“9” by E.E. Cummings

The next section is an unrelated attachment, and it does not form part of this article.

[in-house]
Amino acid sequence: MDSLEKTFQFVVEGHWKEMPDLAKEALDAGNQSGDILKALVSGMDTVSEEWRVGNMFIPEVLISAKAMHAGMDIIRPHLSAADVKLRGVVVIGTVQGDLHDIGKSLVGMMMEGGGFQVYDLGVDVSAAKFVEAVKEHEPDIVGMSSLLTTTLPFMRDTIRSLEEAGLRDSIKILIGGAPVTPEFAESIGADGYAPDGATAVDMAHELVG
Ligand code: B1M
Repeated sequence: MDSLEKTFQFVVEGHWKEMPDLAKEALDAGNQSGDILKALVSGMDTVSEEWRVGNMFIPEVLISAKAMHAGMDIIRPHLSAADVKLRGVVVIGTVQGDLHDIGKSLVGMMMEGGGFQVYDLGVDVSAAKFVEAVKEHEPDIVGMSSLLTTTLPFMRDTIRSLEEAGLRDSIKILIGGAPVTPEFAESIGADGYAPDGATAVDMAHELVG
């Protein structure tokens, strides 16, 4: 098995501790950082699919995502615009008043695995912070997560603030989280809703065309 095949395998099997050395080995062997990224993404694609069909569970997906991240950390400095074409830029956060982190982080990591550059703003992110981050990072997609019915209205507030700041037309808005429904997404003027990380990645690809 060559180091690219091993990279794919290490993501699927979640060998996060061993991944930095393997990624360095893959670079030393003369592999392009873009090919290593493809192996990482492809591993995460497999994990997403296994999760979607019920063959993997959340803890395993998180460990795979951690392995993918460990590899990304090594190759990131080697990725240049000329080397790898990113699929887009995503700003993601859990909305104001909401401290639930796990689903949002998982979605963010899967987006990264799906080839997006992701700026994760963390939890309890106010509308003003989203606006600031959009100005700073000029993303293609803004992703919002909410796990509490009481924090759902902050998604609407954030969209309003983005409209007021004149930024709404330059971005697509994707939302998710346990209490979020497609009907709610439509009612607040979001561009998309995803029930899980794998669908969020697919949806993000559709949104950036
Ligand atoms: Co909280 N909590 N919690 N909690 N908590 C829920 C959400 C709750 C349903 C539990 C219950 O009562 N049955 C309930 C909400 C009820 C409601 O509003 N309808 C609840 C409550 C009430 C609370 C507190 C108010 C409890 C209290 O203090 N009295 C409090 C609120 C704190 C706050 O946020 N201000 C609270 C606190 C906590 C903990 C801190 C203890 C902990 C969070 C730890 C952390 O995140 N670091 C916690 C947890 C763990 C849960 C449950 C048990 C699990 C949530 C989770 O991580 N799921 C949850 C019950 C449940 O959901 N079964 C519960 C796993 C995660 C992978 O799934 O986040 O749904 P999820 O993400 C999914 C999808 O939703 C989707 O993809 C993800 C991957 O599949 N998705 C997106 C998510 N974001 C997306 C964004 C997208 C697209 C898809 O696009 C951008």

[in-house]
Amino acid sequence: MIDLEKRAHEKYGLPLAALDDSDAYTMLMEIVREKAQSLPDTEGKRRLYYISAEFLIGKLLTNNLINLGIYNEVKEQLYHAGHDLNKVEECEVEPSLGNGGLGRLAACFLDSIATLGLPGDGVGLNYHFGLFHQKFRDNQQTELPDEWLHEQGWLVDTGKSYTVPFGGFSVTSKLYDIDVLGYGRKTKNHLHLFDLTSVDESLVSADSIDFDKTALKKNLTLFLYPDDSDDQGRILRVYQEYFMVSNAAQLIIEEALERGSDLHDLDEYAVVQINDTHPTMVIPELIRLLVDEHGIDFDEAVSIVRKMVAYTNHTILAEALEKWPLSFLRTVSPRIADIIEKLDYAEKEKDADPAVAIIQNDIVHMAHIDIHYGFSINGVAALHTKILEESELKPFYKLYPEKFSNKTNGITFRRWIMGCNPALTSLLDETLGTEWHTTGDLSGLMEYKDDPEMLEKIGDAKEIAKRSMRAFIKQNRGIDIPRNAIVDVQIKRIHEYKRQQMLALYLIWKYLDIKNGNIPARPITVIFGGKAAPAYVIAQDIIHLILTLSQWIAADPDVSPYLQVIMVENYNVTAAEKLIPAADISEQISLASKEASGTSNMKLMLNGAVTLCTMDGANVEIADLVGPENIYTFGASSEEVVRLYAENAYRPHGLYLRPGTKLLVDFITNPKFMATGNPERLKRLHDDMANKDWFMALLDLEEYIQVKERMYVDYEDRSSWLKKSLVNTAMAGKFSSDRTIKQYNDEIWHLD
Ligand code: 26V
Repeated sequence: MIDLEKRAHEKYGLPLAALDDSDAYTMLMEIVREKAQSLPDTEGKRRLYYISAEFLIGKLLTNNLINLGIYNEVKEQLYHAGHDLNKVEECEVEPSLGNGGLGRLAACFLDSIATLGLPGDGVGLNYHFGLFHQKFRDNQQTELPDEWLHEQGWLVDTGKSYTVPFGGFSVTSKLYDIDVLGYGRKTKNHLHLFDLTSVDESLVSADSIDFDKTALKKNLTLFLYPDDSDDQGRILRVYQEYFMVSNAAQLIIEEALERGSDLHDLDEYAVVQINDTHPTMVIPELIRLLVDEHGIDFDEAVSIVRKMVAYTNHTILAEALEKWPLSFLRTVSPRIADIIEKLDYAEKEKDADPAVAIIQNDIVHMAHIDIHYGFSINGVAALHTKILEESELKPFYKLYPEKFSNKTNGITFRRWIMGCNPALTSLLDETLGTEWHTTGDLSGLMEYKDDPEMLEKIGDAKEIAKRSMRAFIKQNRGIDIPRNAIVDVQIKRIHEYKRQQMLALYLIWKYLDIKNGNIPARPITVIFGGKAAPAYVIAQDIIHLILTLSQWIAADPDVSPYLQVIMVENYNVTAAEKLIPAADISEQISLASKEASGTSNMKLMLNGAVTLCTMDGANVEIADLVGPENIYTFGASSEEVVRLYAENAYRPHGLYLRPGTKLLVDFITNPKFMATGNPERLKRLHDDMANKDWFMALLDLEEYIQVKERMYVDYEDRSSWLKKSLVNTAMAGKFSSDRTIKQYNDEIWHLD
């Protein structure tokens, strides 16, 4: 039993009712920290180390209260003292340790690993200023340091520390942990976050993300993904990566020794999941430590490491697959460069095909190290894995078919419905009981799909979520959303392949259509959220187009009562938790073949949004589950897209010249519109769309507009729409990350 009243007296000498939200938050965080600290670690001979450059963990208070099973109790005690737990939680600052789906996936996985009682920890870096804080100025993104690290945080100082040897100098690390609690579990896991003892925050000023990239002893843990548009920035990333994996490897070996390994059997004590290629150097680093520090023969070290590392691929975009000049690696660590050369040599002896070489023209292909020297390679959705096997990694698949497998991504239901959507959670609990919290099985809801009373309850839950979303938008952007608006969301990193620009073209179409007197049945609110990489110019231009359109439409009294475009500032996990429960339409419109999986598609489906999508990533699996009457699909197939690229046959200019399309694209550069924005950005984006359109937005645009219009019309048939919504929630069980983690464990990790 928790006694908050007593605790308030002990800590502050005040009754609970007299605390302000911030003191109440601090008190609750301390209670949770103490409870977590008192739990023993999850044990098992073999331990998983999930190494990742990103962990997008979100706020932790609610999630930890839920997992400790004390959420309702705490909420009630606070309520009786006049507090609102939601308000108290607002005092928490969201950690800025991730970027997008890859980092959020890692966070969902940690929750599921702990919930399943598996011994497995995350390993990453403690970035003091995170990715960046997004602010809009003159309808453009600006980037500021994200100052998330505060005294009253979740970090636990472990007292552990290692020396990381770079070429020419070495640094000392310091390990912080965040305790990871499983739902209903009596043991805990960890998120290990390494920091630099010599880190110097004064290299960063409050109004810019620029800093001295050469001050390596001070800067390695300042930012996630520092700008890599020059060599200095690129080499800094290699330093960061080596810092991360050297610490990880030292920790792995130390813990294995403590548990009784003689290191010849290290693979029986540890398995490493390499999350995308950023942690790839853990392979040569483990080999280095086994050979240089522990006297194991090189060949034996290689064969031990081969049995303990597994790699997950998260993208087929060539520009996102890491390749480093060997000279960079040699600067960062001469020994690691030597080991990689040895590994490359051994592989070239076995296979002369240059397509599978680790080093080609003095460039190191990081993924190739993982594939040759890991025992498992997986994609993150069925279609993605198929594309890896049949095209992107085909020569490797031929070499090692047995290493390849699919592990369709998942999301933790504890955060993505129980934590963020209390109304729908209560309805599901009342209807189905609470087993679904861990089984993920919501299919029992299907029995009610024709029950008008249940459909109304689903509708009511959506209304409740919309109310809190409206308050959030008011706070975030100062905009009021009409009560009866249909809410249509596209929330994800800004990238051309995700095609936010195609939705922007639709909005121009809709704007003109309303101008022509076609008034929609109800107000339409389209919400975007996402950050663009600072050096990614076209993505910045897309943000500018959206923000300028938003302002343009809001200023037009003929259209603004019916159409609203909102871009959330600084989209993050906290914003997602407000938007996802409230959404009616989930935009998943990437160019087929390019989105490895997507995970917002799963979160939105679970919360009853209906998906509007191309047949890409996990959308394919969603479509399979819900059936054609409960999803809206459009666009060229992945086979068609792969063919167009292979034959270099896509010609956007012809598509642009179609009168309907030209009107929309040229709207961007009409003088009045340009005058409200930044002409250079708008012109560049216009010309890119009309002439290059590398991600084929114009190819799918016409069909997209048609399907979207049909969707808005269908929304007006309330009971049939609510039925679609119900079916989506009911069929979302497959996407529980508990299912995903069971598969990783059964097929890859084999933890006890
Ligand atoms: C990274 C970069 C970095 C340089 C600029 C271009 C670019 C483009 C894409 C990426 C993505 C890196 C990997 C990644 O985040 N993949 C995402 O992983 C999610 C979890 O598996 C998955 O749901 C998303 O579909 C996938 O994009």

Edward Estlin Cummings was a unique poet with an equally unique writing style. E.E. Cummings was born on October 14th, 1894 in Cambridge, Massachusetts. In 1916, Cummings graduated with a master’s degree from Harvard University. During his studies, he was subject to many great writers such as Gertrude Stein and Ezra Pound. After working for five months as a volunteer ambulance driver in World War I, he was captured by French authorities. He was accused on accounts of espionage. After the war, he settled into a life in which he bounced around from houses in rural Connecticut and Greenwich Village. He also traveled through Europe meeting various poets and artists, including Pablo Picasso. During his life, Cummings won a number of awards for his unique style of writing. At the time of his death in 1962, he was the second most widely read poet in the United States, only behind Robert Frost. In this essay, we will discuss three distinct features of his writing that made it so unique. These features included literary devices, imagery, and symbolism. One of the most prominent poetic devices in E.E. Cummings poem, “9”, is alliteration. This literary device is obvious throughout the poem. For example, in the first stanza, “There are so many tic-toc clocks everywhere telling people what tic-toc time it is, for tic-toc instance, five toc minutes toc past six tic” (Cummings Web). Cummings uses the phrase tic-toc, and other variations of that to create a sense of repetition. This fits nicely into what the major theme of the poem is. Cummings believes that watching and keeping track of time gets repetitive. Through alliteration, Cummings creates a sense of repetition while summarizing the overwhelming theme of the poem. Another major poetic device Cummings uses in his poem “9” is imagery. Cummings makes use of descriptive phrases that practically paint a picture in the reader’s mind. For example, “Spring is not regulated and does not get out of order,...
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